Article ignites controversy over sex-selection abortions among some immigrants in Canada

Steve Mertl
National Affairs Contributor
Daily Brew

Call it the unintended consequence of Canada's open abortion policy and increasingly multicultural demographic. Experts are warning the normal male-female balance among baby births is being skewed by some immigrant couples selectively aborting female fetuses.

The latest issue of the Canadian Medical Association Journal includes an article on the practice, along with an editorial calling for restrictions on the disclosure of the sex of a fetus.

The Journal article points a finger at first-generation immigrants from south and east Asia.

Recent analyses of census data for areas with large numbers of south and east Asian immigrants reveal unnatural rates of male birth "consistent with what is observed back in Asia," University of British Columbia economics professor Kevin Milligan told the Journal. The data provides strong evidence that immigrants continue to practise sex selection despite improved socio-economic prospects, he said.

The natural ratio of mail-female births is 105 males to every 100 females, a ratio of 1.05, the article said. First births among first-generation south and east Asian immigrants in Canada is about 1.08 but the ratio becomes increasingly skewed where previous births are female.

The sex ratio for third births to Chinese, Korean and Vietnamese immigrants who already had two daughters is 1.39, and for Indians it is 1.90.

Polls indicate Canadians overwhelmingly oppose the practice of sex selection, the Journal said.

But a variety of factors, including the affordability and ease of access for both abortion and sex determination services, as well as Canada's deep-rooted respect for diversity, have enabled sex-selective abortion to "take on a life of its own and persist" in spite of public condemnation, Columbia University professor Lena Edlund told the Journal.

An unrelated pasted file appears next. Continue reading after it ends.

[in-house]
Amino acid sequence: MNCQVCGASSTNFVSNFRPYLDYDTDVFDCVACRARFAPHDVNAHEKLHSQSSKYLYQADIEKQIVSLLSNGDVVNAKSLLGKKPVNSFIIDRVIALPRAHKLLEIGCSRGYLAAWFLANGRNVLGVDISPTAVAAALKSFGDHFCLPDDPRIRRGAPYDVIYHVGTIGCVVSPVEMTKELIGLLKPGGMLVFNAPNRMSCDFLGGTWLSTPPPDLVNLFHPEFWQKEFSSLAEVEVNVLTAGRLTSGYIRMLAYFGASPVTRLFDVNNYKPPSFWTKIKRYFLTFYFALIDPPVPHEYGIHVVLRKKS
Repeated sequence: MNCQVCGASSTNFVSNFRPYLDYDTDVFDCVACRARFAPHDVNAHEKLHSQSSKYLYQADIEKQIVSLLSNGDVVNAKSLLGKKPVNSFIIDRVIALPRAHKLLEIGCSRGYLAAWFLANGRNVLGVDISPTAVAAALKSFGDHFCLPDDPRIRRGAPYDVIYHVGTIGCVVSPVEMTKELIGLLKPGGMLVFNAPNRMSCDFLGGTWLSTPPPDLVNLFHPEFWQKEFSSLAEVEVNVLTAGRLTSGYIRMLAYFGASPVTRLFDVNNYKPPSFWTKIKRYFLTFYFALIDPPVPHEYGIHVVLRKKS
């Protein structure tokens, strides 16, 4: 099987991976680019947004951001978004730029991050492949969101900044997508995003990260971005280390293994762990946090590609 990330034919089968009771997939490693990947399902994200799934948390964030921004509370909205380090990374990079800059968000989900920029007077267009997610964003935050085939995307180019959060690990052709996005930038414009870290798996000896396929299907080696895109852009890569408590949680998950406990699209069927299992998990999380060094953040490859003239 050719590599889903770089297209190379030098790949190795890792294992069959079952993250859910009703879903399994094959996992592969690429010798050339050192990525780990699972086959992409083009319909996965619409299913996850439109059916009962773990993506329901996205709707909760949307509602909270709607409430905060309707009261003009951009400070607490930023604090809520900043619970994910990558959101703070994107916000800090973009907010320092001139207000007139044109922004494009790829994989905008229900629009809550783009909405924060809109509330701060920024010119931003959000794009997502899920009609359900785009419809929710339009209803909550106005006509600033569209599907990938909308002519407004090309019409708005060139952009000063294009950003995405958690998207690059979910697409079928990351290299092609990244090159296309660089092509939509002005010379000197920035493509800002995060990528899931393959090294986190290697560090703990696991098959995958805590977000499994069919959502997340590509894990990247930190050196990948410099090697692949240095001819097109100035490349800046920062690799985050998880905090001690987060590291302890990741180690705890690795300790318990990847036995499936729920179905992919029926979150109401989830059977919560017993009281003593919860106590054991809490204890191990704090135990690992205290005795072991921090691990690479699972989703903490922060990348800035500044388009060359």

Journal editor-in-chief Rajendra Kale wrote in his editorial that provincial physicians' colleges should adopt a policy that a fetus's sex, determined by ultrasound, should not be revealed until after 30 weeks, when elective abortions are hard to obtain.

"A pregnant woman being told the sex of the fetus at ultrasonography at a time when an unquestioned abortion is possible is the starting point of female feticide from a health-care perspective," Kale wrote.

But the Society of Obstetricians and Gynecologists told CBC News the idea is inconsistent with its policy that requires the specialists to respect a patient's request for disclosure.

The society said it doesn't condone abortions for non-medical reasons such as sex selection.

"The SOGC feels strongly that it is the cultural values and norms in specific segments of the Canadian population that must change to ensure that females are not confronted with procedures and intolerant environments before or after they are born," the association said.

Dr. Pargat Singh Bhurji, a Surrey, B.C., pediatrician, told CBC couples can go across the border to U.S. clinics that advertise early sex determination in Indian newspapers.

Education that Canadian society values male and female children equally is the best way to reduce the practice in the long term, Bhurji said.